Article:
One thing (among many) that I have learned from the spokespersons for the fire teams is that wildland fires such as Cedar Creek and Cub Creek are anthropomorphized as living things with unpredictable behaviors. The can be directed, but they also have a “mind of their own.”
When the rains came down last week, I couldn’t help but visualize the fires crying out like the Wicked Witch of the West in “The Wonderful Wizard of Oz” after Dorothy douses her with water.
“Ahhhhhhhh. You cursed brat! Look what you have done. I’m melting, I’m melting,” she cried. “Ohhhhhhh, Noooo. I’m going …” as she disappears into a pile of nothing, only her hat remaining.
The Aug. 21 U.S. Forest Service daily briefing reported that “very little fire activity was detected” with the Cedar Creek Fire and “much of the fire remained quiet” at Cub Creek during the rainfall. We hope the fire is going and good riddance.
I would not have bought a “fire shirt” if our house had burned down (I don’t think). But, having experienced a Level 3 evacuation and watching the incredible expertise and collaborative teamwork of hundreds of fire crew, I thought a cozy hoody would be an appropriate reminder of these weeks of my life. I stopped at the “Fire Shirt” stand.
Dan and Cheri Wilson, who live in the Chewiliken Valley (Riverside address/ Tonasket School District), started in the fire business in 1994. Dan was a “faller” and Cheri ran their engine. During this time, they became acquainted with the culture among the firefighting community where wildland firefighters accumulated “fire shirts” dating back to the 1970s. They saw that the shirts were frequently conversation starters amongst the crew when they realized that others were on the same fire in prior seasons.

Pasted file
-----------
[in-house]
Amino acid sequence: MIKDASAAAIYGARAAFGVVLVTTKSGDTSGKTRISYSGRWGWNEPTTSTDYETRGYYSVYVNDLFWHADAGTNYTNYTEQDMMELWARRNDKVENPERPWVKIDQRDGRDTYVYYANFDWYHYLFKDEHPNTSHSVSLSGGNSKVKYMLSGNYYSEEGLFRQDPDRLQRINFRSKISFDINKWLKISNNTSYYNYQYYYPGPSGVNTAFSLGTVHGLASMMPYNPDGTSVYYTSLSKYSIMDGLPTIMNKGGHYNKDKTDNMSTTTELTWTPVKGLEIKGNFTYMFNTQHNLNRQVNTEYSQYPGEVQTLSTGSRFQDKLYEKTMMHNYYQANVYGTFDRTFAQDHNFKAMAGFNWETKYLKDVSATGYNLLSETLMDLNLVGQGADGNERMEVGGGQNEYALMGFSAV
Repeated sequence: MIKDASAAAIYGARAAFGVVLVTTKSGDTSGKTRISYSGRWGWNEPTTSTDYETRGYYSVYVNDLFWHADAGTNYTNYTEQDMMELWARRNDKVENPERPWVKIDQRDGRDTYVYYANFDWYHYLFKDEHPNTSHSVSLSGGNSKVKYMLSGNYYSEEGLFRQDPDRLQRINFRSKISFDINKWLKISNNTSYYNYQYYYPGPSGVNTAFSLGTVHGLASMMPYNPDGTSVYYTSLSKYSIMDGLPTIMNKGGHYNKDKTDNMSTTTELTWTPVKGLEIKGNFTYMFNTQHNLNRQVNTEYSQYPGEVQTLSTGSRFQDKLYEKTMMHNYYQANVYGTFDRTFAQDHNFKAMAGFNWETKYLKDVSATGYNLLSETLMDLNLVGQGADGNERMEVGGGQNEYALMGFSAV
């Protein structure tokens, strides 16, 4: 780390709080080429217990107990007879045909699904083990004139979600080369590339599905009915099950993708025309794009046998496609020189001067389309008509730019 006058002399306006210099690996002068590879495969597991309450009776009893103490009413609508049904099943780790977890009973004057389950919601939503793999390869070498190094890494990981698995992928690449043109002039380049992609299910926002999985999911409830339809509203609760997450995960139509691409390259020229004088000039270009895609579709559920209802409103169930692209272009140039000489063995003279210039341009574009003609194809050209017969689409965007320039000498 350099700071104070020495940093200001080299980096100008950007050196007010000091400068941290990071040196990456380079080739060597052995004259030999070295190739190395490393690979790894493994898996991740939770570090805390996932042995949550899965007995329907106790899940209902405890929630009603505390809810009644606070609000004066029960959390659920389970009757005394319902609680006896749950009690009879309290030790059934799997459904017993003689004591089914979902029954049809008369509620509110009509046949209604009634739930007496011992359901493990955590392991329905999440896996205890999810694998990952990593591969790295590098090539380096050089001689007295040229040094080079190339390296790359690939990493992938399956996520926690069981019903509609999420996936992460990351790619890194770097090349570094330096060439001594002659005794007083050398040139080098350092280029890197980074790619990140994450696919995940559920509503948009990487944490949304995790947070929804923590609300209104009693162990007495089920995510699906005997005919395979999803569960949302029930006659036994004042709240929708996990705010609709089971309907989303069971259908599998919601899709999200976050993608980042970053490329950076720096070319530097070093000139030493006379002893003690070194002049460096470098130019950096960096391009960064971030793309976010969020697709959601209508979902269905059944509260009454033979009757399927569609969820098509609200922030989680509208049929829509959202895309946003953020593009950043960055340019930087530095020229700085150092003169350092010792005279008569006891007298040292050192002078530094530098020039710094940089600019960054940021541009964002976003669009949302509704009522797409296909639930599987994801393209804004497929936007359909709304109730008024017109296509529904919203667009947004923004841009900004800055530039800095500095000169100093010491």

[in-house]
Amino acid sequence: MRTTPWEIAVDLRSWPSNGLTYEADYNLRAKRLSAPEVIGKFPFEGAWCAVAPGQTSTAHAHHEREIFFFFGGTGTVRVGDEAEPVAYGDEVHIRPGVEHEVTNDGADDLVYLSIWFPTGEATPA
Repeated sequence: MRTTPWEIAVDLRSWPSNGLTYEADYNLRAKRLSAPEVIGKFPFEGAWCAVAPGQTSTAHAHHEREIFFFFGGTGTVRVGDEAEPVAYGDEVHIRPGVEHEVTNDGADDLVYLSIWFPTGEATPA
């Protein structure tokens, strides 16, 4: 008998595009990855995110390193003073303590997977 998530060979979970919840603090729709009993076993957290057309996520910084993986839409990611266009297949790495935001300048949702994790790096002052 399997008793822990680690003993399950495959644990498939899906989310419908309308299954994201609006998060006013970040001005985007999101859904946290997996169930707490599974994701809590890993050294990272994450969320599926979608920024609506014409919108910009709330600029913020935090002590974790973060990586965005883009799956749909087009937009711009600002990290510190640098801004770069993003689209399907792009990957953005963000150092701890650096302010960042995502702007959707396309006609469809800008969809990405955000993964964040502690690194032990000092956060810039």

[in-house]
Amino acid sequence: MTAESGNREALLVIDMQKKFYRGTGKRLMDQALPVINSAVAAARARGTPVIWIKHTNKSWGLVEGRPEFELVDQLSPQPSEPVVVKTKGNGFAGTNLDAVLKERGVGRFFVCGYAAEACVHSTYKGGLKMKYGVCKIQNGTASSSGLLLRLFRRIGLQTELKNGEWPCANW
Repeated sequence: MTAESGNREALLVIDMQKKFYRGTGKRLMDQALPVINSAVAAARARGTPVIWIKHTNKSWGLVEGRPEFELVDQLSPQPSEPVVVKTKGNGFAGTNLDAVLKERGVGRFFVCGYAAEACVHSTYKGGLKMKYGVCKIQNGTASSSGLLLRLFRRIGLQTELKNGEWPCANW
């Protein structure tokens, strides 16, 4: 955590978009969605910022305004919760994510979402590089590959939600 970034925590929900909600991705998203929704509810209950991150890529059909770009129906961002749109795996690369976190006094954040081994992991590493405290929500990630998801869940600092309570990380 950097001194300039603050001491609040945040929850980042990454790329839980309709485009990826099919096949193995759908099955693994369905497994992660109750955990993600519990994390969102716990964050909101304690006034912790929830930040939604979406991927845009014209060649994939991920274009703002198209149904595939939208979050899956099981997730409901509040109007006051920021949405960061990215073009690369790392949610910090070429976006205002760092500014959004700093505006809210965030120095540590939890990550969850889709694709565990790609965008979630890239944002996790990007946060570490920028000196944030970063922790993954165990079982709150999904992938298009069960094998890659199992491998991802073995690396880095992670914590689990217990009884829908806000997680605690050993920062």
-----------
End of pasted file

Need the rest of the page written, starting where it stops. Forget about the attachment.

In 2000, they pivoted to their “mom and pop” business of printed apparel. With four young daughters, they were all able to work in the business every summer traveling the West to the site of fire camps. Dan does the artwork for the shirts; he and Cheri both do the screen-printing in their home print shop. All four daughters eventually went off to graduate from college.
Dan recalls the most memorable shirt that he designed was during the Thirtymile Fire. He said, “We worked closely with the families [of the firefighters who were lost] to produce an embroidery logo memorial shirt.”
The fire shirts continue to help tighten the community bond amongst these men and women who work hard and long in a dangerous environment to save lives, property, and animals. Some appreciative homeowners like myself no doubt buy the shirts to remember the time and honor the work of the wildland firefighters.
I picked up a book a while back at one of the local Little Libraries titled “Wild Fire: On the Front Lines with Station 8” by Heather Hansen, not knowing that it would be a special-interest read this summer. We’ve heard much about Wildland-Urban Interface (WUI) as wildfires have eaten up entire towns and homes that are pressing up against the magnificent open spaces inhabited by the “wild,” including deer, bear and mountain lions. This author’s quote struck me: “It is an enviable place to live, except when there’s fire on the hill.”
Ginger Reddington, a well-known valley artist, is offering another media for remembering the firefights. Her original Carlton Complex Fire paintings were well accepted for their vivid depiction of the largest fire in Washington history. The originals are all sold, but she is offering prints of them this year that can be seen at her Ponderosa Studio Annex in Twisp.